When CMS released its final 2017 Medicare physician fee schedule on Nov. 2, the AAFP responded with a quick acknowledgement and promised family physicians an in-depth look at the details and a written summary of the complex document.
That 15-page summary(15 page PDF), crafted by AAFP payment and policy experts, is now available.
The document is organized into topic areas that first give background information on CMS' initial proposals, then remind readers of the AAFP's recommendations following release of the proposed rule and, ultimately, follow with final rule decisions. Tables at the end of the summary give a clearer picture of some of the more complicated items.
New CPT Codes, Misvalued Codes, Telehealth Services
The Academy and family physicians have a vital interest in CMS' continuing efforts to promote primary care as foundational to the Medicare program. In the 2017 fee schedule, CMS finalized a number of coding and payment changes to better identify and value primary care, care management and cognitive services.
"CMS estimates these new codes will result in an estimated $140 million in additional funding in 2017 to physicians and practitioners providing these services," says the summary. If more beneficiaries receive services in the future, the payment support for care coordination and patient-centered care could increase to more than $4 billion.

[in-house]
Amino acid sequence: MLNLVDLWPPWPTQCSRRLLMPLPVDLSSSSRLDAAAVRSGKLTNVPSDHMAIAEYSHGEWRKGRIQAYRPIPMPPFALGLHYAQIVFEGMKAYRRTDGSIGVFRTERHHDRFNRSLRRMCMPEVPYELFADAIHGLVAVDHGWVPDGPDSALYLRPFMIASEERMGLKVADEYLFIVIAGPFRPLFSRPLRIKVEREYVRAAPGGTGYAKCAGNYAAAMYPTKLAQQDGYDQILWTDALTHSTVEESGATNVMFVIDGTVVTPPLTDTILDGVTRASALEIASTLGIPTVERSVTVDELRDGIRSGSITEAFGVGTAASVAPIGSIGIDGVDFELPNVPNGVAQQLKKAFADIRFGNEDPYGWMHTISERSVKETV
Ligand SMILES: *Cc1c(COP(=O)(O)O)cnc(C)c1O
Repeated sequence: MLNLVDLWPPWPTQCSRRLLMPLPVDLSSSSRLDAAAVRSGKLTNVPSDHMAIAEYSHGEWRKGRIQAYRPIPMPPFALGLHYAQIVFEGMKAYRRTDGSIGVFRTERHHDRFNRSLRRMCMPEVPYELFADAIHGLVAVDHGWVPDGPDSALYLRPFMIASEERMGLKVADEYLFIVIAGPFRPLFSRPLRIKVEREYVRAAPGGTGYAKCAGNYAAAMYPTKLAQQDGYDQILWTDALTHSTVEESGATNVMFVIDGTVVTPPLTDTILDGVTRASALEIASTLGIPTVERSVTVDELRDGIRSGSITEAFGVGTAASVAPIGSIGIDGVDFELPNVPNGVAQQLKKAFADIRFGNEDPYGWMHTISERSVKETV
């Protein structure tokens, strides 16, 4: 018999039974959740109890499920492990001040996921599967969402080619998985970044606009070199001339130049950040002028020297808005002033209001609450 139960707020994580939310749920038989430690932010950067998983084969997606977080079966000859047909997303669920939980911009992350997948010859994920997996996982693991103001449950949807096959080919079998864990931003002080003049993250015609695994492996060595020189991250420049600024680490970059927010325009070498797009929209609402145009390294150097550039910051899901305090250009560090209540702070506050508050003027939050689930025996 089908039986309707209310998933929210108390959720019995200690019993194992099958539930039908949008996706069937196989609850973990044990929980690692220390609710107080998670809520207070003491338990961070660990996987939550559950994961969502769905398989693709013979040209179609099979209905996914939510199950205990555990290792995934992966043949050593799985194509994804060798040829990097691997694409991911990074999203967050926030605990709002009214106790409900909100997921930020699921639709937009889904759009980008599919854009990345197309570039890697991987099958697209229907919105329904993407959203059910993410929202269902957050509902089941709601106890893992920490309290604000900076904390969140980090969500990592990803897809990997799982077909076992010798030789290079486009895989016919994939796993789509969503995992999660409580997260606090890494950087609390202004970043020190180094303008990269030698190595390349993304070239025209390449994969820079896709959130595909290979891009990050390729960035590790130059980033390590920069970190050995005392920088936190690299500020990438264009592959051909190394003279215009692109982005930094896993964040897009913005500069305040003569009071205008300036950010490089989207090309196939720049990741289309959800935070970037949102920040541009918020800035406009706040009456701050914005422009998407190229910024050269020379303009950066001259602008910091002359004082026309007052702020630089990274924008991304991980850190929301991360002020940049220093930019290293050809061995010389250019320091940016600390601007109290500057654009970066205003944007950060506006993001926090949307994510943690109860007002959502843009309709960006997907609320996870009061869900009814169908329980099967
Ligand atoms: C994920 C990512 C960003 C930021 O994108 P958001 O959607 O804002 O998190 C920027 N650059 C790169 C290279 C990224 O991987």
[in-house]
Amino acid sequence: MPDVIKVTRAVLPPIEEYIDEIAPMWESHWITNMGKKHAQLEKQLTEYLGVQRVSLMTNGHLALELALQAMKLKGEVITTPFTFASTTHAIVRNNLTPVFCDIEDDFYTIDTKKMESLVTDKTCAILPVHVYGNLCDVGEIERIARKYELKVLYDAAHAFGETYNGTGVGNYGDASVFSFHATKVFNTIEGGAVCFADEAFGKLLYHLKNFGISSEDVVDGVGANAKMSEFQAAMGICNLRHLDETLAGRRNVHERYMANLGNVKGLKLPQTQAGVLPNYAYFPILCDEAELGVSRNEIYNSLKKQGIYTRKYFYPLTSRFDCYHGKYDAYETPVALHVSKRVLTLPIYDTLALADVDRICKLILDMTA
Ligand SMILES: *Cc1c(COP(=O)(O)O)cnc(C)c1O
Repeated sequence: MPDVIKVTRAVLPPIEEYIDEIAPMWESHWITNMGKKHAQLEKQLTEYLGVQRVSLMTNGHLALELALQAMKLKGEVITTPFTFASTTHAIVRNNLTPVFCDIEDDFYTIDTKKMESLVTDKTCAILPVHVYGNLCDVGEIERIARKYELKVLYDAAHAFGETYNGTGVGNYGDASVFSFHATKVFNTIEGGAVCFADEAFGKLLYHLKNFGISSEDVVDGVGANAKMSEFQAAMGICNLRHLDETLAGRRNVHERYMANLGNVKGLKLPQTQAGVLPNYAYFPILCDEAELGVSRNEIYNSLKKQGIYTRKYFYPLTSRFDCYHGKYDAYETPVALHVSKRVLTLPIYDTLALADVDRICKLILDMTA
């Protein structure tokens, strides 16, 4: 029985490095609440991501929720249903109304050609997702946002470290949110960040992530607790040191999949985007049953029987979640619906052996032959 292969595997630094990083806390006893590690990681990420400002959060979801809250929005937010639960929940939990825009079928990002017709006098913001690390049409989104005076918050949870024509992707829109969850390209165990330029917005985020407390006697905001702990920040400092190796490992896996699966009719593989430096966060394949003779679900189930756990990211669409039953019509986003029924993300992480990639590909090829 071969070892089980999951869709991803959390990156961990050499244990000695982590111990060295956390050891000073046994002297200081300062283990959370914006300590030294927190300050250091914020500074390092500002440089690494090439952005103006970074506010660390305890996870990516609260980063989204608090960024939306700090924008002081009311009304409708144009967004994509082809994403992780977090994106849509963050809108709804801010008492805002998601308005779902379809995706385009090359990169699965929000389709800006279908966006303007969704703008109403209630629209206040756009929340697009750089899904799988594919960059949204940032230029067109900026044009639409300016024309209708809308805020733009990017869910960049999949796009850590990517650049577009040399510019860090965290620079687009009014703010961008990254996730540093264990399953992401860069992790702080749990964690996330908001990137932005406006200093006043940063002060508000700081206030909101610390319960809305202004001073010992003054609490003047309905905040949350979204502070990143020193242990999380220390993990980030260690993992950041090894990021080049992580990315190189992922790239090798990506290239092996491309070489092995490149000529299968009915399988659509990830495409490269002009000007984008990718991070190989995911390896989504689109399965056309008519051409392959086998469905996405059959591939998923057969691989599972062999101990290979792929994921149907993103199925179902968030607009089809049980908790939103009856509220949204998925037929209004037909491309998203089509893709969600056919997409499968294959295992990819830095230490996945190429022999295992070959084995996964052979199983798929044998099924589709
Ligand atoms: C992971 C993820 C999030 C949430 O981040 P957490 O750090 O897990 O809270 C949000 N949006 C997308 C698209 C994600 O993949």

- CMS released the final 2017 Medicare physician fee schedule on Nov. 2.
- Less than two weeks later, AAFP experts have created a 15-page summary to highlight for family physicians the most relevant items in the fee schedule.
- The summary includes information on new CPT codes, misvalued codes, telehealth services, the Medicare Diabetes Prevention Program expansion, appropriate use criteria for advanced diagnostic imaging and the Medicare Shared Savings Program.
When it came to potentially misvalued services, CMS fell short in its efforts to identify a 0.5 percent reduction in relative value units (RVUs) and therefore adjusted the 2017 overall physician update. That mandatory adjustment resulted in a 2017 conversion factor of $35.89, an increase of only 9 cents from the 2016 conversion factor.
"The AAFP is frustrated that CMS was unable or unwilling to identify the full 0.5 percent reduction in RVUs required in 2017," says the summary.
Regarding Medicare telehealth services, the AAFP supported -- and CMS finalized -- additions to the list of services eligible to patients via telehealth to include
- end-stage renal disease services related to dialysis,
- advanced care planning and
- critical care consultations using new Medicare G codes.
Medicare Diabetes Prevention Program Expansion
The final rule defines the Medicare Diabetes Prevention Program(www.cms.gov) as a "structured lifestyle intervention that includes dietary coaching, lifestyle intervention and moderate physical activity" that aims to prevent the onset of diabetes in patients classified as prediabetic.
The AAFP fully supported the expansion of the program beginning Jan. 1, 2018, as proposed by CMS.
In its 2017 fee schedule, CMS finalized policies such as criteria for beneficiary eligibility, supplier eligibility and enrollment. "Future rulemaking will address policies related to payment, virtual providers and other program integrity safeguards," says the summary.
Furthermore, CMS will complete recommendations for the payment structure of the expanded diabetes prevention program during 2017, and the agency expects to begin payment for the services in 2018.